Nick Bonfield offers his opinion on why the USPGA is the best Major Championship of the year
6 Reasons Why the USPGA is the Best Major
I’ve never quite understood why the USPGA Championship is sometimes held in less regard than the year’s other three Majors.
Since I’ve started watching golf on television, the USPGA has constantly produced more drama and excitement than its more-revered peers.
The Masters – as great as it is – is a limited-field event on a golf course that’s becoming increasingly easy to dominate.
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The USPGA, on the other hand, simply doesn’t follow a set formula, and that’s a major part of its allure.
Below, I take a look at six reason why I enjoy the USPGA Championship more than its three predecessors.
Great Golf Courses
One year we’re at a modern links course and the next we’re at one of the great parkland or woodland venues in the States.
The USPGA hops around the country, taking in some of the very best layouts on the way.
There’s no strict remit in terms of characteristics, meaning the PGA of America can choose some of the USA’s top courses that perhaps wouldn’t work for the US Open.
Take 2015, for example, when the tournament was at Whistling Straits, a stunning artificial links on the shores of Lake Michigan with water hazards and waste areas aplenty.
In 2014 and 2013, the USPGA took place at Valhalla at Oak Hill respectively, two of the most quintessentially American courses you could imagine.
It’s an event that can provide the variation none of the other three can.
The Best Field
You have to say the USPGA Championship presents the best field of any of the Majors.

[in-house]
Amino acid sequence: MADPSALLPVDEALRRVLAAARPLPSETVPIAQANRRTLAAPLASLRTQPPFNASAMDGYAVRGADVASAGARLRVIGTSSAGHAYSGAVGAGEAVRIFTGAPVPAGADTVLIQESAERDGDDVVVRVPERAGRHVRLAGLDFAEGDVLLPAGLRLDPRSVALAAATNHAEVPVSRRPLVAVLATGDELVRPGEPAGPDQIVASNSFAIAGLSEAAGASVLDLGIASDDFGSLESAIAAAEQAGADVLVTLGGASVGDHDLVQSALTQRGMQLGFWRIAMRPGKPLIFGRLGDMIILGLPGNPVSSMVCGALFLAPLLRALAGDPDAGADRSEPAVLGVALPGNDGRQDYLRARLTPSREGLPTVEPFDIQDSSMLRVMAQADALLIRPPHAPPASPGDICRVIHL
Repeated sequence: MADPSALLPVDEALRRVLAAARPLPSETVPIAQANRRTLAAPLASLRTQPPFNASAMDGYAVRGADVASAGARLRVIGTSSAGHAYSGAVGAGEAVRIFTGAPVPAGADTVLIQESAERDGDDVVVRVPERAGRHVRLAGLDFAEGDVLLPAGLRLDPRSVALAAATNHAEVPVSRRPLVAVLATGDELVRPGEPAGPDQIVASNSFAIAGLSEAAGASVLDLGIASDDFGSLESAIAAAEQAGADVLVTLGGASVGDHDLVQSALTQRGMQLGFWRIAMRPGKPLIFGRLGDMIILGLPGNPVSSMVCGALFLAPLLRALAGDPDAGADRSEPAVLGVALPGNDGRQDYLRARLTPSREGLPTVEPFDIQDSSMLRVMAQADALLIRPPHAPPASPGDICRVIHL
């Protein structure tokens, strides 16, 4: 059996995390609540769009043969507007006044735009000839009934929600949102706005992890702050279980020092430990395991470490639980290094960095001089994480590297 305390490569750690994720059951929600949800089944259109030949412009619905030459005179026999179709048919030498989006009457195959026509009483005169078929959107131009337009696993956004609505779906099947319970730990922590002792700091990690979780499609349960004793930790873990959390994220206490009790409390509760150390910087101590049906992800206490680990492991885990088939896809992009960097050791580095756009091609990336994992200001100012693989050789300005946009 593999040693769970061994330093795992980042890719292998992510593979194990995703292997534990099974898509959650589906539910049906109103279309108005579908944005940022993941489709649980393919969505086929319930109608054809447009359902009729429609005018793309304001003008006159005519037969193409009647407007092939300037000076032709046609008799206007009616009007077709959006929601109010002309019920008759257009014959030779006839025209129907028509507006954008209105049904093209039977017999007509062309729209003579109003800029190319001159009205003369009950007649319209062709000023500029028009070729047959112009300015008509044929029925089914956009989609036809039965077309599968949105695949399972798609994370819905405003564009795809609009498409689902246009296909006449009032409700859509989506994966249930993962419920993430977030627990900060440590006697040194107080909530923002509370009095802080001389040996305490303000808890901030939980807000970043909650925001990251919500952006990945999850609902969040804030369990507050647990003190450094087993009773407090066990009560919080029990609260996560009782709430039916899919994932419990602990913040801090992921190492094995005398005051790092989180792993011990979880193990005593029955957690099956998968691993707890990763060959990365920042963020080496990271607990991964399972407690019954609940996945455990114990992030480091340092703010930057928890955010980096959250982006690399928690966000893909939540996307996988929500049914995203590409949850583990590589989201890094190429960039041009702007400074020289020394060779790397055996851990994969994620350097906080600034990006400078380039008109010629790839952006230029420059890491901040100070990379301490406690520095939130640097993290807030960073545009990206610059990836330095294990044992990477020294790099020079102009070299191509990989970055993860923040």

The qualification criteria is geared towards having the most in-form players on the start sheet.
The vast majority of the top 100 players in the Official World Golf Ranking tee it up, unlike The Masters, which has an invitation-only field, and the US and Open Championships, which are open to qualification and therefore players who sit well outside the world’s top 100.
With those events, the top 50 and 60 are invited, meaning those between 60 and 100 in the rankings, who could potentially be playing really well, often miss out.
The inclusion of 20 club professionals also adds another dimension and sense of intrigue.
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I often feel – and perhaps it’s a personal thing – the intensity is more palpable from the get-go at the USPGA than the other three Majors.
I think this stems from the fact it’s the last chance to win one of golf’s big four events for the best part of eight months – something everyone in the field is acutely aware of.
It’s also the last chance for some to realise a season objective, and the number of FedEx Cup points on offer means it’s a great opportunity to move up the rankings ahead of the PGA Tour Play-offs, which begin at the end of August.
At the USPGA, you really get the sense we’re in the business end of the season.
The Claret Jug and Ryder Cup may just trump it but barring those two, the Wanamaker really is one the greatest trophies, not just in golf but, in sport.
The size, the history and the prestige – it really is a prize that every golfer would love to own.
There’s certainly a correlation between the above point and the brand of golf on display at the USPGA.
Unlike The Open (in some conditions) and the US Open, where pars are gold dust and the winner is often the person who’s made the fewest mistakes during the course of the week, the year’s final Major is one you have to go out and win.
With that in mind, the players often adopt an aggressive approach, which leads to more birdies and, by extension, increased atmosphere and excitement.
As I mentioned at the start, some of my most vivid golf-watching memories come from the USPGA Championship.
YE Yang going toe-to-toe with Tiger in 2009 and Martin Kaymer defeating Bubba Watson in 2010’s play-off following Dustin Johnson’s bunker catastrophe are two tournaments that spring to mind.
However, my all-time favourite viewing experience came in 2003, when, as a fresh-faced 14-year-old, I watched Shaun Micheel hit one of the best shots of all time to claim his first and only Major Championship.
In fact, looking back down the list of past winners, I can’t think of one event that failed to captivate me in some way.